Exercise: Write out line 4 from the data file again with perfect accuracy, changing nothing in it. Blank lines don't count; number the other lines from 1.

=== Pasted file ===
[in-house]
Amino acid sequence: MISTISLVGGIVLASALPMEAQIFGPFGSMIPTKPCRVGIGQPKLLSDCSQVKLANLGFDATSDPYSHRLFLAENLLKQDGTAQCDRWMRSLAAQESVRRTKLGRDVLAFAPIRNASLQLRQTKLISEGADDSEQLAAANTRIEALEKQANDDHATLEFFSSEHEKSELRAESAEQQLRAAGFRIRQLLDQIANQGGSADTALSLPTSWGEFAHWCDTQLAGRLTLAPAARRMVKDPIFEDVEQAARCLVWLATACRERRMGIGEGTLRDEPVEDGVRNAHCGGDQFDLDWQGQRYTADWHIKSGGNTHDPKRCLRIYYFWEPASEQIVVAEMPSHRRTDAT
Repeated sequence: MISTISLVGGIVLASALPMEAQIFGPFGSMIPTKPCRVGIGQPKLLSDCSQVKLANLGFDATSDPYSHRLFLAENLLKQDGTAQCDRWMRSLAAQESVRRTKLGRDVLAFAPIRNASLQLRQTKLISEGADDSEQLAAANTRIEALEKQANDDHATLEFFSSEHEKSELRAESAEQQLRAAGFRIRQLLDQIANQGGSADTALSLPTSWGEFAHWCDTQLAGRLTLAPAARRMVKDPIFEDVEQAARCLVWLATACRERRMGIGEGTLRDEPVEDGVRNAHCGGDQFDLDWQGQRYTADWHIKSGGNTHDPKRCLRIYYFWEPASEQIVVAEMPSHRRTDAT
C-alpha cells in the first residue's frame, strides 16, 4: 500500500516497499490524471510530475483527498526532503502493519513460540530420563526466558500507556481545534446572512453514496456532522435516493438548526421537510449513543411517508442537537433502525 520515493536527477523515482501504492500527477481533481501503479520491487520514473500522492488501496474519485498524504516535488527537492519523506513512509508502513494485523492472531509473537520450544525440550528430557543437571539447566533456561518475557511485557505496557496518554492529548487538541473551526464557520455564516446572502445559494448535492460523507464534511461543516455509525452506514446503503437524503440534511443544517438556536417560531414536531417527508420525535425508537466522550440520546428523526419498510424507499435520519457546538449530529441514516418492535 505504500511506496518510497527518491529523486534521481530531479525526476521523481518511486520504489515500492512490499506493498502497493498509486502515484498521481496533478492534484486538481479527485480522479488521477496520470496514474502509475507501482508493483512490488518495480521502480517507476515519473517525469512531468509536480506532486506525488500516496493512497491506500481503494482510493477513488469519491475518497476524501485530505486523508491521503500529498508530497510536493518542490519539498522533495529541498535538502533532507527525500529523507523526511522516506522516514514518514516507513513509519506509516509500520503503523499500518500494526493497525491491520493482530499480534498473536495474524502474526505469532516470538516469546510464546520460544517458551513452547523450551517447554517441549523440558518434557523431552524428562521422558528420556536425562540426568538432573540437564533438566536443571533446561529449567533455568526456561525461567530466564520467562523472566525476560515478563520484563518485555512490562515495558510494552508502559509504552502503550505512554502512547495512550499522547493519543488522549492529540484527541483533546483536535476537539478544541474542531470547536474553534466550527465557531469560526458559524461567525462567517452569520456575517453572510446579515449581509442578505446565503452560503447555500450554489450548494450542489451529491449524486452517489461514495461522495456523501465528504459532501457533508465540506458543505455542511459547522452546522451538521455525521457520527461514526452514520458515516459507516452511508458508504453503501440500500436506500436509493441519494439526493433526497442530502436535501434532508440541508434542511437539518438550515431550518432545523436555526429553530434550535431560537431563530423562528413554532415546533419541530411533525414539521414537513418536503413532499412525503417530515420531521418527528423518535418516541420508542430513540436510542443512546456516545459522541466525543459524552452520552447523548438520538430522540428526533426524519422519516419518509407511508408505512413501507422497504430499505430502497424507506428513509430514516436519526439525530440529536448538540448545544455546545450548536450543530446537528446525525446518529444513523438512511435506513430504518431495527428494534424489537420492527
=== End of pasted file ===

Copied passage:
C-alpha cells in the first residue's frame, strides 16, 4: 500500500516497499490524471510530475483527498526532503502493519513460540530420563526466558500507556481545534446572512453514496456532522435516493438548526421537510449513543411517508442537537433502525 520515493536527477523515482501504492500527477481533481501503479520491487520514473500522492488501496474519485498524504516535488527537492519523506513512509508502513494485523492472531509473537520450544525440550528430557543437571539447566533456561518475557511485557505496557496518554492529548487538541473551526464557520455564516446572502445559494448535492460523507464534511461543516455509525452506514446503503437524503440534511443544517438556536417560531414536531417527508420525535425508537466522550440520546428523526419498510424507499435520519457546538449530529441514516418492535 505504500511506496518510497527518491529523486534521481530531479525526476521523481518511486520504489515500492512490499506493498502497493498509486502515484498521481496533478492534484486538481479527485480522479488521477496520470496514474502509475507501482508493483512490488518495480521502480517507476515519473517525469512531468509536480506532486506525488500516496493512497491506500481503494482510493477513488469519491475518497476524501485530505486523508491521503500529498508530497510536493518542490519539498522533495529541498535538502533532507527525500529523507523526511522516506522516514514518514516507513513509519506509516509500520503503523499500518500494526493497525491491520493482530499480534498473536495474524502474526505469532516470538516469546510464546520460544517458551513452547523450551517447554517441549523440558518434557523431552524428562521422558528420556536425562540426568538432573540437564533438566536443571533446561529449567533455568526456561525461567530466564520467562523472566525476560515478563520484563518485555512490562515495558510494552508502559509504552502503550505512554502512547495512550499522547493519543488522549492529540484527541483533546483536535476537539478544541474542531470547536474553534466550527465557531469560526458559524461567525462567517452569520456575517453572510446579515449581509442578505446565503452560503447555500450554489450548494450542489451529491449524486452517489461514495461522495456523501465528504459532501457533508465540506458543505455542511459547522452546522451538521455525521457520527461514526452514520458515516459507516452511508458508504453503501440500500436506500436509493441519494439526493433526497442530502436535501434532508440541508434542511437539518438550515431550518432545523436555526429553530434550535431560537431563530423562528413554532415546533419541530411533525414539521414537513418536503413532499412525503417530515420531521418527528423518535418516541420508542430513540436510542443512546456516545459522541466525543459524552452520552447523548438520538430522540428526533426524519422519516419518509407511508408505512413501507422497504430499505430502497424507506428513509430514516436519526439525530440529536448538540448545544455546545450548536450543530446537528446525525446518529444513523438512511435506513430504518431495527428494534424489537420492527